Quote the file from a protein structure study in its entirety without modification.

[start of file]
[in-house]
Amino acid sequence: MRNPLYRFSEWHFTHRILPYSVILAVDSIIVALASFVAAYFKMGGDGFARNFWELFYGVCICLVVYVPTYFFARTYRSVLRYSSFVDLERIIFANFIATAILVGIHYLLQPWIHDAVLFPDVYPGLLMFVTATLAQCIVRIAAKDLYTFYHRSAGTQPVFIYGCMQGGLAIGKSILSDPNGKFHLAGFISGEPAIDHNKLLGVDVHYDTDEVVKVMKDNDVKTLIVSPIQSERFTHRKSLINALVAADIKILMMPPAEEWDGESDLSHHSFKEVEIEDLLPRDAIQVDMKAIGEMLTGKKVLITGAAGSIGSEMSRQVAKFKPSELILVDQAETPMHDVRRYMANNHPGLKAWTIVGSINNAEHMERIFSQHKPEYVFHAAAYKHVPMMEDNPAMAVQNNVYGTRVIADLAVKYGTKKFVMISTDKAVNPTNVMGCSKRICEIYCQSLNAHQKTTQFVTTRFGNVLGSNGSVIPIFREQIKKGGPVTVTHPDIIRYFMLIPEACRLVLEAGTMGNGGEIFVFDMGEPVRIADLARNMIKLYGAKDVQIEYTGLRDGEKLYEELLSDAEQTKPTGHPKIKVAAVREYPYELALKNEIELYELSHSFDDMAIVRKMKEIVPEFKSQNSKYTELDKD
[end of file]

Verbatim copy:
[in-house]
Amino acid sequence: MRNPLYRFSEWHFTHRILPYSVILAVDSIIVALASFVAAYFKMGGDGFARNFWELFYGVCICLVVYVPTYFFARTYRSVLRYSSFVDLERIIFANFIATAILVGIHYLLQPWIHDAVLFPDVYPGLLMFVTATLAQCIVRIAAKDLYTFYHRSAGTQPVFIYGCMQGGLAIGKSILSDPNGKFHLAGFISGEPAIDHNKLLGVDVHYDTDEVVKVMKDNDVKTLIVSPIQSERFTHRKSLINALVAADIKILMMPPAEEWDGESDLSHHSFKEVEIEDLLPRDAIQVDMKAIGEMLTGKKVLITGAAGSIGSEMSRQVAKFKPSELILVDQAETPMHDVRRYMANNHPGLKAWTIVGSINNAEHMERIFSQHKPEYVFHAAAYKHVPMMEDNPAMAVQNNVYGTRVIADLAVKYGTKKFVMISTDKAVNPTNVMGCSKRICEIYCQSLNAHQKTTQFVTTRFGNVLGSNGSVIPIFREQIKKGGPVTVTHPDIIRYFMLIPEACRLVLEAGTMGNGGEIFVFDMGEPVRIADLARNMIKLYGAKDVQIEYTGLRDGEKLYEELLSDAEQTKPTGHPKIKVAAVREYPYELALKNEIELYELSHSFDDMAIVRKMKEIVPEFKSQNSKYTELDKD